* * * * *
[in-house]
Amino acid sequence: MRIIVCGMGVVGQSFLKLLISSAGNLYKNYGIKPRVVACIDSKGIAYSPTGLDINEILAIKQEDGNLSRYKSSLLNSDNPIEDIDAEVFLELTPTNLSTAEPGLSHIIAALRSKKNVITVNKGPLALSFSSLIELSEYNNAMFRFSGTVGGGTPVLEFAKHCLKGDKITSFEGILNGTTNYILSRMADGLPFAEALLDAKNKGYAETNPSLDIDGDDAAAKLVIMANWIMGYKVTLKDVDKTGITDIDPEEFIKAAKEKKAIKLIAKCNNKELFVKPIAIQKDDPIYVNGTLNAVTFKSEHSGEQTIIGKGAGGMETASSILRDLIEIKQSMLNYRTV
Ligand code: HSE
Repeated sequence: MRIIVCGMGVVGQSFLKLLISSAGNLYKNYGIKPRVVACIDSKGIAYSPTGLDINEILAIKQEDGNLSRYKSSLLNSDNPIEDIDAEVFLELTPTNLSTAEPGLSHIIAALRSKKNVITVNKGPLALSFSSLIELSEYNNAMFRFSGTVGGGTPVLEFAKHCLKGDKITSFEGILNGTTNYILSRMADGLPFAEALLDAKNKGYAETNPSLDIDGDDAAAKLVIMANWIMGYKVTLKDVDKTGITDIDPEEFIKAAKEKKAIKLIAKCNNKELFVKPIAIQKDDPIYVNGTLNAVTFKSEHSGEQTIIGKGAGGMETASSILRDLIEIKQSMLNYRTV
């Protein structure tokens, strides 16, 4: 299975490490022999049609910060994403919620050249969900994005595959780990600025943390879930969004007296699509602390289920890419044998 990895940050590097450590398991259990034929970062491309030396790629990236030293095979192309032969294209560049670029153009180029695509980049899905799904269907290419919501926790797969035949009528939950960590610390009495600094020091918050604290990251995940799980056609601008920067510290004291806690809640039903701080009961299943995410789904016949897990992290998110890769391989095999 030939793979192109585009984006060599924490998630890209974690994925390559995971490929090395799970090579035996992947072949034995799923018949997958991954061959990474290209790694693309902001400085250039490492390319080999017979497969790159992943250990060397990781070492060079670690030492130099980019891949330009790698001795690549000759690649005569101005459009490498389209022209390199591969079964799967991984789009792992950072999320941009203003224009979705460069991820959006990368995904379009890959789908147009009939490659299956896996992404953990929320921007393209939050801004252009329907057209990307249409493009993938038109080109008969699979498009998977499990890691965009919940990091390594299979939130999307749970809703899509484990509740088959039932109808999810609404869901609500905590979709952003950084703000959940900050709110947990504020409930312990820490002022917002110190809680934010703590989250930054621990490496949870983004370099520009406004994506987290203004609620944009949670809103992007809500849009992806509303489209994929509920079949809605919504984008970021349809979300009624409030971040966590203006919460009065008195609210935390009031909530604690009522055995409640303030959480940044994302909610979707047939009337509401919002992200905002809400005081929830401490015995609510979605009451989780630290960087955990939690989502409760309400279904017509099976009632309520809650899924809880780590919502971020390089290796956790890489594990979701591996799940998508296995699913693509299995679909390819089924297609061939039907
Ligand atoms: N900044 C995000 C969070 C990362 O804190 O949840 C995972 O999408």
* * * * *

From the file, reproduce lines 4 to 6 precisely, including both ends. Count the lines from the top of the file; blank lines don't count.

Repeated sequence: MRIIVCGMGVVGQSFLKLLISSAGNLYKNYGIKPRVVACIDSKGIAYSPTGLDINEILAIKQEDGNLSRYKSSLLNSDNPIEDIDAEVFLELTPTNLSTAEPGLSHIIAALRSKKNVITVNKGPLALSFSSLIELSEYNNAMFRFSGTVGGGTPVLEFAKHCLKGDKITSFEGILNGTTNYILSRMADGLPFAEALLDAKNKGYAETNPSLDIDGDDAAAKLVIMANWIMGYKVTLKDVDKTGITDIDPEEFIKAAKEKKAIKLIAKCNNKELFVKPIAIQKDDPIYVNGTLNAVTFKSEHSGEQTIIGKGAGGMETASSILRDLIEIKQSMLNYRTV
């Protein structure tokens, strides 16, 4: 299975490490022999049609910060994403919620050249969900994005595959780990600025943390879930969004007296699509602390289920890419044998 990895940050590097450590398991259990034929970062491309030396790629990236030293095979192309032969294209560049670029153009180029695509980049899905799904269907290419919501926790797969035949009528939950960590610390009495600094020091918050604290990251995940799980056609601008920067510290004291806690809640039903701080009961299943995410789904016949897990992290998110890769391989095999 030939793979192109585009984006060599924490998630890209974690994925390559995971490929090395799970090579035996992947072949034995799923018949997958991954061959990474290209790694693309902001400085250039490492390319080999017979497969790159992943250990060397990781070492060079670690030492130099980019891949330009790698001795690549000759690649005569101005459009490498389209022209390199591969079964799967991984789009792992950072999320941009203003224009979705460069991820959006990368995904379009890959789908147009009939490659299956896996992404953990929320921007393209939050801004252009329907057209990307249409493009993938038109080109008969699979498009998977499990890691965009919940990091390594299979939130999307749970809703899509484990509740088959039932109808999810609404869901609500905590979709952003950084703000959940900050709110947990504020409930312990820490002022917002110190809680934010703590989250930054621990490496949870983004370099520009406004994506987290203004609620944009949670809103992007809500849009992806509303489209994929509920079949809605919504984008970021349809979300009624409030971040966590203006919460009065008195609210935390009031909530604690009522055995409640303030959480940044994302909610979707047939009337509401919002992200905002809400005081929830401490015995609510979605009451989780630290960087955990939690989502409760309400279904017509099976009632309520809650899924809880780590919502971020390089290796956790890489594990979701591996799940998508296995699913693509299995679909390819089924297609061939039907
Ligand atoms: N900044 C995000 C969070 C990362 O804190 O949840 C995972 O999408």